Pell Institute: Travelers’ EDGE a Model to Promote U.S. Education Goals

Marlene Ibsen, vice president of community relations for Travelers Marlene Ibsen, vice president of community relations for Travelers

A study by the Pell Institute says the Travelers education and mentoring program is a model for America’s businesses to help diversify the nation’s workforce and increase the number of students going on to post-secondary education.

The report, “Travelers EDGE: A Model on the Cutting Edge of Corporate College Access and Success Support” says the United States once had the largest percentage of college-educated citizens in the world. That is no longer the case. To re-emerge as a leader in college educated workforce by 2020, a goal laid out by President Obama, the country will need to increase the number of people with college degrees from 41.2 percent to 60 percent of people from age 25 to 64.

However, the U.S. Census Bureau’s Current Population Survey suggests the number will only rise to just over 46 percent at the current pace, “leaving the nation nearly 24 million degrees shy of the 60 percent target.”

Programs such as Travelers EDGE (Empowering Dreams for Graduation and Employment) “are welcome players in helping to achieve the nation’s overall goals to increase college access and success among its citizens.”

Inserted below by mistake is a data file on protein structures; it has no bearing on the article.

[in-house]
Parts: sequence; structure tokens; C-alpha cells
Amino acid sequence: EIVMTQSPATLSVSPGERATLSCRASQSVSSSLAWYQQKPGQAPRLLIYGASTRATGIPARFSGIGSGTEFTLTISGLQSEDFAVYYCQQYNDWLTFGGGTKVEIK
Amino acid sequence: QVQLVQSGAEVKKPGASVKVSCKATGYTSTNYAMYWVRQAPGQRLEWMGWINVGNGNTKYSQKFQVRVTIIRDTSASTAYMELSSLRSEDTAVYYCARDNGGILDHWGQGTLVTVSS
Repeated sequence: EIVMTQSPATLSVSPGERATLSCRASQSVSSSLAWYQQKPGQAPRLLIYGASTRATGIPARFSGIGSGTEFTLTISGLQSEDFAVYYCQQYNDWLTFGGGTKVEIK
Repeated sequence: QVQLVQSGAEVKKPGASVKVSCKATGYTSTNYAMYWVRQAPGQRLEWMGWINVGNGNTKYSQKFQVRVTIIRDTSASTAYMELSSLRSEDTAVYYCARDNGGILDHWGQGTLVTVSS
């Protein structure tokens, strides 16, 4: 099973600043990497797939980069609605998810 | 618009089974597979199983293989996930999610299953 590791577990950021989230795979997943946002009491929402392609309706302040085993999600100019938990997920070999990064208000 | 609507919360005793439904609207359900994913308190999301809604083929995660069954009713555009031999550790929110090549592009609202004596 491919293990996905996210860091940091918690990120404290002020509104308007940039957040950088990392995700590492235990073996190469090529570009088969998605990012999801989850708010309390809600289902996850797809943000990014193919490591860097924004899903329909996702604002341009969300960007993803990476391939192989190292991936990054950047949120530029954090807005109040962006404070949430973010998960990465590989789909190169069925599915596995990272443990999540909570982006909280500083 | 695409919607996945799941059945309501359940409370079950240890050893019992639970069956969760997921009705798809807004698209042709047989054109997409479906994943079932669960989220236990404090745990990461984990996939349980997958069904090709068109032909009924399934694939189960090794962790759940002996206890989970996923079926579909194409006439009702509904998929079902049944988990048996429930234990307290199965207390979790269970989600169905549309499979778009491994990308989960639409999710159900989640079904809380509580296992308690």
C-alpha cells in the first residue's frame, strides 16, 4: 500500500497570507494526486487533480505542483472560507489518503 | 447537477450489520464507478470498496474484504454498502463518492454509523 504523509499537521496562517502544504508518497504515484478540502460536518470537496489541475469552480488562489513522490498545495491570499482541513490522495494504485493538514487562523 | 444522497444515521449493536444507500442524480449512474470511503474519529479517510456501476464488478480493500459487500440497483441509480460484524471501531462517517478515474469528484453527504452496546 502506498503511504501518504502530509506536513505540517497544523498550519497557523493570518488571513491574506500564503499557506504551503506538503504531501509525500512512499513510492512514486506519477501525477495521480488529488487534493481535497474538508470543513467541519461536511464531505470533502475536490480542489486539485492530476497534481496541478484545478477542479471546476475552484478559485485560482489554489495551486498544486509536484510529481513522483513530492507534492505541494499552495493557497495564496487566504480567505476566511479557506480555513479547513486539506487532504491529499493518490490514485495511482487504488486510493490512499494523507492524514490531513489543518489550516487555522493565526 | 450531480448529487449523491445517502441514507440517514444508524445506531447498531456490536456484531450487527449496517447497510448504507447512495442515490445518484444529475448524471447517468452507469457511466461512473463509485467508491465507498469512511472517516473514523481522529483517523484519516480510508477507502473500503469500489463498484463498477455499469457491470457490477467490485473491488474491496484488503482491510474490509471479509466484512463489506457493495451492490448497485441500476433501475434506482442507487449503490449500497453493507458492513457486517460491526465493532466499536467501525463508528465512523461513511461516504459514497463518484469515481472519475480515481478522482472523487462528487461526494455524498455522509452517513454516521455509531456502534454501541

Marlene Ibsen, vice president of community relations for Travelers, says the program does more than supply a scholarship to deserving students. It involves mentoring and provides practical experience in the financial-services industry.

“We are trying to help students that historically have not been able to get a college education and increase their chances for success,” says Ibsen.

She says the Travelers program began five years ago, in partnership with educational institutions in Hartford, Conn.; St. Paul, Minn.; and Baltimore.

The program is a mix of scholarships and collaboration with students and educators, offering support to students and investing time to help nurture them, Ibsen says.

Pell Institute notes that Travelers EDGE scholarships are not awarded to students based on need. Instead, the aim is “to reach a diverse set of students currently under-represented in [insurance and financial services] careers.”

By default, says Ibsen, many of those students turn out to be from low-income families or are first-generation college students.

To date, Ibsen says EDGE has given financial support to 195 candidates resulting in 66 of them obtaining degrees. Of that number, 16 have been hired by Travelers.

Eventually, the program’s aim is to reach down into lower grades and begin the process of preparing future generations for a career path in insurance and financial services.

Travelers, says Ibsen, is hopeful other corporations will become interested in creating similar programs for their professions. She adds that the carrier welcomes discussing with other business institutions how to develop programs to promote their professions and help fund students’ education.

“It is not purely a recruiting tool,” says Ibsen. “Hiring these students is just one of 12 or 13 overall goals that we have set for the program with the partners, so that there is student impact, community impact and company impact. And under company [impact], hiring the talent, which is incredibly important to us, is only one thing that we track and measure, but it doesn’t define the whole program.”

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